We're currently using JUnit 4.4 and Ant 1.7.1 for our builds. I have some test cases that are @Ignored. When I run them in Eclipse, the JUnit test runner reports them as ignored. I would like to see them listed in the XML output from Ant (so I can report on them), but they do not seem to be there.

Does anyone have this working? Is there a switch to turn them on? An upgrade I need to do?

4 Answers 4


It looks like this is a known Ant issue/bug.

  • Per mc1arke's reply below, this bug has been fixed in Ant 1.9.0. I have not verified this for myself as my current projects do not use Ant. Mar 6, 2013 at 17:11

This thread talks about the same issue, but it provides some additional information: you can get data on ignored tests when running the tests using maven surefire, and hudson is able to display that data.



A fix for this issue has now been applied to the head of Ant core, scheduled for release as part of the upcoming version of Ant 1.9.0.

It should be possible to try this fix locally be replacing ant-junit.jar in your Ant distribution's lib directory with the version from the nightly builds, or by running the full nightly Ant distribution, or by building the Ant sources directly. Since the Ant team are currently voting on preparing a new release it may just be worth waiting for 1.9.0 to be officially packaged and pushed out for download.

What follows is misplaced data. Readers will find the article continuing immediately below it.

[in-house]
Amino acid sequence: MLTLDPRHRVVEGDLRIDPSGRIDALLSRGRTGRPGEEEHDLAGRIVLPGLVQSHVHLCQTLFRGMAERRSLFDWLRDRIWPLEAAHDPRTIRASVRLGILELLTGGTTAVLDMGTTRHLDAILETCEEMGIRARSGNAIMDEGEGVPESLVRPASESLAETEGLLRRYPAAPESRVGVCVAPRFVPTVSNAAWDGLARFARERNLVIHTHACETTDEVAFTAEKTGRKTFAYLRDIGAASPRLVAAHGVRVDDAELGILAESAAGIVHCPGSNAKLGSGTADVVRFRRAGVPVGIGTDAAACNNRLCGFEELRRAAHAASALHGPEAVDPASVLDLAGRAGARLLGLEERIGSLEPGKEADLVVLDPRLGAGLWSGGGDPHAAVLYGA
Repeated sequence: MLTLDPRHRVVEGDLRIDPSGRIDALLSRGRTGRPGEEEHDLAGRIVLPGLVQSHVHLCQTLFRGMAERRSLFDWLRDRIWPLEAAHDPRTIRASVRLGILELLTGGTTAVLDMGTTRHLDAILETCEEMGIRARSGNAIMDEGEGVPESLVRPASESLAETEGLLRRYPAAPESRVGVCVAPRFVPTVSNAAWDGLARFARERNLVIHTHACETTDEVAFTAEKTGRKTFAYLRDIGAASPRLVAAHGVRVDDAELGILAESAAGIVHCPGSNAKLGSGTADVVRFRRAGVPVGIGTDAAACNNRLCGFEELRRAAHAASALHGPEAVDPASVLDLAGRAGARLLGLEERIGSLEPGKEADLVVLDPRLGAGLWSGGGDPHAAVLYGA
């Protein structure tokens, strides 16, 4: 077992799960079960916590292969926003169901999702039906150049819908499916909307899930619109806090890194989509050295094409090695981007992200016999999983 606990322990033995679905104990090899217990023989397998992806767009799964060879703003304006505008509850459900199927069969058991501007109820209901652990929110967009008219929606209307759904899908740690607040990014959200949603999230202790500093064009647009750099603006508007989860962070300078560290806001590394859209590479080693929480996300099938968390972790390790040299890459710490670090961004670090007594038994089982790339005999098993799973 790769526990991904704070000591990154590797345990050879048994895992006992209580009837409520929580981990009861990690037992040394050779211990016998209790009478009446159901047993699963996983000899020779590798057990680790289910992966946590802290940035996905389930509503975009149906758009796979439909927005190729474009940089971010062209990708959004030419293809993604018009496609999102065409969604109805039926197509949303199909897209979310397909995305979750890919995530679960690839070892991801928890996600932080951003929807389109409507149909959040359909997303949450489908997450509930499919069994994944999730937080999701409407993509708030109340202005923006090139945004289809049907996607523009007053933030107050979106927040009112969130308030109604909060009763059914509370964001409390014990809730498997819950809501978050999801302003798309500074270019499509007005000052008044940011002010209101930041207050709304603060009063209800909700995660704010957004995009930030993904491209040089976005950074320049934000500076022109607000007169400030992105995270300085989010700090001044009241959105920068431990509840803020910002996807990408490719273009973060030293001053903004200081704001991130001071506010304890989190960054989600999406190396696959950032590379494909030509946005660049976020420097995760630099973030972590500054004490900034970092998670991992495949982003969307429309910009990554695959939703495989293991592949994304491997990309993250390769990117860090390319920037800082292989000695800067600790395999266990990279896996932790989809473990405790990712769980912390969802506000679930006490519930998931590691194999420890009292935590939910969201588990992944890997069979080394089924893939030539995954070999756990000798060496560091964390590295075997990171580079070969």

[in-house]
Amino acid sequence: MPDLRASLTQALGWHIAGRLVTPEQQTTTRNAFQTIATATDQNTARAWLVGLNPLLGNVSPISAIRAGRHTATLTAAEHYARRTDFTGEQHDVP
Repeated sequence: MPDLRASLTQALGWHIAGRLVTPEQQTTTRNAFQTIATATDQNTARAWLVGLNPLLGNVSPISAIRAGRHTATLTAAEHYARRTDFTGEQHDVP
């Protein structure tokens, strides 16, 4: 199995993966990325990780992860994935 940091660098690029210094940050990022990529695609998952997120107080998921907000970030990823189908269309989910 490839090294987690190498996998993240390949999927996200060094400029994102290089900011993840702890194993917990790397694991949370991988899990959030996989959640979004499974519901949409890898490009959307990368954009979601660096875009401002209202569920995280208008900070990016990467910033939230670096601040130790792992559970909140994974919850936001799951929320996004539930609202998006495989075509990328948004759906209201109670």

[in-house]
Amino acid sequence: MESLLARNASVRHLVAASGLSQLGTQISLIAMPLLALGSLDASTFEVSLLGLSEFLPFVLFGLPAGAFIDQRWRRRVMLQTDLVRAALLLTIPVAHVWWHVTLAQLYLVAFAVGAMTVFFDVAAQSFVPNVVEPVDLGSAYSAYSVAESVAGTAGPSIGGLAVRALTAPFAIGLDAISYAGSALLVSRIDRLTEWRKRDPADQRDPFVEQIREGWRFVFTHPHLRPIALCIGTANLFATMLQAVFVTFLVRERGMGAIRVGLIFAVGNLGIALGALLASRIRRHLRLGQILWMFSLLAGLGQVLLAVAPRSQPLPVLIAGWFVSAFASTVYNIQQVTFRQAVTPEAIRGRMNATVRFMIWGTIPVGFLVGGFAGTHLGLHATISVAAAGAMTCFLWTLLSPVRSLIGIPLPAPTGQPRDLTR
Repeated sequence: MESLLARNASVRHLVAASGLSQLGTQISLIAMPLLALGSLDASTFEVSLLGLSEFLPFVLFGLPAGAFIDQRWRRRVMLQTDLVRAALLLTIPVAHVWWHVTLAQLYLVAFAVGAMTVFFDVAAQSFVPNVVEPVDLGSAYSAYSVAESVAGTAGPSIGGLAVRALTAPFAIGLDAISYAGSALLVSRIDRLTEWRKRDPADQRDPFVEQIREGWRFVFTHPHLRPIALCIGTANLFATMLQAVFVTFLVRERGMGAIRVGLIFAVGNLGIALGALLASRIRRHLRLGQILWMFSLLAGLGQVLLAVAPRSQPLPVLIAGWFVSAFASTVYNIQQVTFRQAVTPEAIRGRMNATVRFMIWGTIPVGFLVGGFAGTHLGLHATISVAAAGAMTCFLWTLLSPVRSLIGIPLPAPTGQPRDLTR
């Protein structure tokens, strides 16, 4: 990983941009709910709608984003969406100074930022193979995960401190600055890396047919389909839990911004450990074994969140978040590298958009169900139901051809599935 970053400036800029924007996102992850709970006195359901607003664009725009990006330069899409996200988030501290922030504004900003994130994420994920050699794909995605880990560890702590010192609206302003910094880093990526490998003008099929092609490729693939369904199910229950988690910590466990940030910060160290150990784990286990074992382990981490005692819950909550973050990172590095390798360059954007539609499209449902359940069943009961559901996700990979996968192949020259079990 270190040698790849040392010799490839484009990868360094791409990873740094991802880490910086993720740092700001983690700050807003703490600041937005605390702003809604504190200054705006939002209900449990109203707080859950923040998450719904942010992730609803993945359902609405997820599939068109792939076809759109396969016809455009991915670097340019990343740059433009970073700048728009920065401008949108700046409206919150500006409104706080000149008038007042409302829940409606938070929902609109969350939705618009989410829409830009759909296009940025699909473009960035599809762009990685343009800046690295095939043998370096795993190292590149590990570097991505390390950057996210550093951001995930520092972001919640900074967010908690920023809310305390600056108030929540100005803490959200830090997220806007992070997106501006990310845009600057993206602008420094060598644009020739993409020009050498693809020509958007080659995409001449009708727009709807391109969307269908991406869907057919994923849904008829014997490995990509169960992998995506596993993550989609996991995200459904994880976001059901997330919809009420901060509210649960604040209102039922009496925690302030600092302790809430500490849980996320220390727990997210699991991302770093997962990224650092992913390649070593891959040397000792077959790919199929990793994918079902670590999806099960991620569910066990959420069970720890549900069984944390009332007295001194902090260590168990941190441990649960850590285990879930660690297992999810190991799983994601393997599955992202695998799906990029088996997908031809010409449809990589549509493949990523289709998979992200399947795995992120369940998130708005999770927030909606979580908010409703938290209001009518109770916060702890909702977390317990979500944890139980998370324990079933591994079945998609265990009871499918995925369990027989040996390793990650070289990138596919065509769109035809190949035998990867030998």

Just tried Ant 1.9.0 with JUnit 4.11. If you use <junit printsummary="on"> you'll get output like:

[junit] Running com.example.IgnoredTest
[junit] Tests run: 1, Failures: 0, Errors: 0, Skipped: 1, Time elapsed: 0.01

[junit] Running com.example.PassingTest
[junit] Tests run: 1, Failures: 0, Errors: 0, Skipped: 0, Time elapsed: 0.01

[junit] Running com.example.FailingTest
[junit] Tests run: 1, Failures: 1, Errors: 0, Skipped: 0, Time elapsed: 0.01

I think it'd be preferrable if we could get output like this with printsummary=off:

[junit] Test com.example.IgnoredTest SKIPPED
[junit] Test com.example.FailingTest FAILED

but it seems the more verbose output above is the best we can do, unless I'm missing some obscure trick with one of the junit task arguments.

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